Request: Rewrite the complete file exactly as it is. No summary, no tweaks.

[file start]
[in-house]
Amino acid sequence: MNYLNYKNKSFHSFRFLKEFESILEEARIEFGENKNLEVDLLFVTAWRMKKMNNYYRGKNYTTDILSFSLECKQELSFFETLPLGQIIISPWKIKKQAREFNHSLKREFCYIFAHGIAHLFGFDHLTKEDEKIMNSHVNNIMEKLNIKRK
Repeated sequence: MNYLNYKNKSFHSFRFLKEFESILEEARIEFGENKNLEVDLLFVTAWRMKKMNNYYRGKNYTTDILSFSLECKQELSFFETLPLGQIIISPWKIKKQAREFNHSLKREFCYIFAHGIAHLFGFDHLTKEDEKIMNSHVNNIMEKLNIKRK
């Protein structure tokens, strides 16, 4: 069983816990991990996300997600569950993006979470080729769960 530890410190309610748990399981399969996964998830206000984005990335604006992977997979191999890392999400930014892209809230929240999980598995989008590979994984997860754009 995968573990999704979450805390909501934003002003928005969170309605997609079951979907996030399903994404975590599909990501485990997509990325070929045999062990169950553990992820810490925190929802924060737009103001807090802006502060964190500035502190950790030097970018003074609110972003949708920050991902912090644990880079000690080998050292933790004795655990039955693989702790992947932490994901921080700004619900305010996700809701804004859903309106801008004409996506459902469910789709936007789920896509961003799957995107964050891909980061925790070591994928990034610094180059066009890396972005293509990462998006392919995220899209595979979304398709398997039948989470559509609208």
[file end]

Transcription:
[in-house]
Amino acid sequence: MNYLNYKNKSFHSFRFLKEFESILEEARIEFGENKNLEVDLLFVTAWRMKKMNNYYRGKNYTTDILSFSLECKQELSFFETLPLGQIIISPWKIKKQAREFNHSLKREFCYIFAHGIAHLFGFDHLTKEDEKIMNSHVNNIMEKLNIKRK
Repeated sequence: MNYLNYKNKSFHSFRFLKEFESILEEARIEFGENKNLEVDLLFVTAWRMKKMNNYYRGKNYTTDILSFSLECKQELSFFETLPLGQIIISPWKIKKQAREFNHSLKREFCYIFAHGIAHLFGFDHLTKEDEKIMNSHVNNIMEKLNIKRK
């Protein structure tokens, strides 16, 4: 069983816990991990996300997600569950993006979470080729769960 530890410190309610748990399981399969996964998830206000984005990335604006992977997979191999890392999400930014892209809230929240999980598995989008590979994984997860754009 995968573990999704979450805390909501934003002003928005969170309605997609079951979907996030399903994404975590599909990501485990997509990325070929045999062990169950553990992820810490925190929802924060737009103001807090802006502060964190500035502190950790030097970018003074609110972003949708920050991902912090644990880079000690080998050292933790004795655990039955693989702790992947932490994901921080700004619900305010996700809701804004859903309106801008004409996506459902469910789709936007789920896509961003799957995107964050891909980061925790070591994928990034610094180059066009890396972005293509990462998006392919995220899209595979979304398709398997039948989470559509609208």